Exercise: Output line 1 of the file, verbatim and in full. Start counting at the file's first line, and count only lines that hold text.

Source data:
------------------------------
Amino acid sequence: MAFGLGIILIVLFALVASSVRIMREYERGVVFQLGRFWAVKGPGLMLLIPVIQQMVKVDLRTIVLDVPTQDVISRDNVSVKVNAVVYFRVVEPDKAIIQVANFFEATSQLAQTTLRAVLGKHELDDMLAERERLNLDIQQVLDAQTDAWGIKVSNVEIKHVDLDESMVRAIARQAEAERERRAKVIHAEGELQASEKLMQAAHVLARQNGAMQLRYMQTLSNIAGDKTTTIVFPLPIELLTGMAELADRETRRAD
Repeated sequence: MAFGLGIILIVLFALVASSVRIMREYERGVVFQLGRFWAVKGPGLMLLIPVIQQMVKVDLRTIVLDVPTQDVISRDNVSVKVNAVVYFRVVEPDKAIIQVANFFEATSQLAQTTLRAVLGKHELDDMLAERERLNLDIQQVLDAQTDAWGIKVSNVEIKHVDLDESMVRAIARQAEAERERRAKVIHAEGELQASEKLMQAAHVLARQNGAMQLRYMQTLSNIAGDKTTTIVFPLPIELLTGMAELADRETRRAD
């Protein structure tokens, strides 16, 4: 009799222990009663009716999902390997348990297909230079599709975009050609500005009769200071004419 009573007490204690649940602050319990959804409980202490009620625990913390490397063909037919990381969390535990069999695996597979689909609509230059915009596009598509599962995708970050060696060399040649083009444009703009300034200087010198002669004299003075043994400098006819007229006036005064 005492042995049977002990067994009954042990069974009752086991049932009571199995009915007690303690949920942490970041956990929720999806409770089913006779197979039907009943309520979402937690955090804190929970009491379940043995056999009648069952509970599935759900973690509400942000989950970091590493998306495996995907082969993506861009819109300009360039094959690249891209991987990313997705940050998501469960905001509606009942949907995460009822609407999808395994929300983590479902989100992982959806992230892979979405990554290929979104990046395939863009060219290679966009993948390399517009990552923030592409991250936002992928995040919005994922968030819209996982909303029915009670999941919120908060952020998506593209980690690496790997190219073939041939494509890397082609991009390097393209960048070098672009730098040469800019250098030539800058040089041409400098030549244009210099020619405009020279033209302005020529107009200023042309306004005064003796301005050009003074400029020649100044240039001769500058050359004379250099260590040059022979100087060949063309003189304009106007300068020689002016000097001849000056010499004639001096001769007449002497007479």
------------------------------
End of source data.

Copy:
Amino acid sequence: MAFGLGIILIVLFALVASSVRIMREYERGVVFQLGRFWAVKGPGLMLLIPVIQQMVKVDLRTIVLDVPTQDVISRDNVSVKVNAVVYFRVVEPDKAIIQVANFFEATSQLAQTTLRAVLGKHELDDMLAERERLNLDIQQVLDAQTDAWGIKVSNVEIKHVDLDESMVRAIARQAEAERERRAKVIHAEGELQASEKLMQAAHVLARQNGAMQLRYMQTLSNIAGDKTTTIVFPLPIELLTGMAELADRETRRAD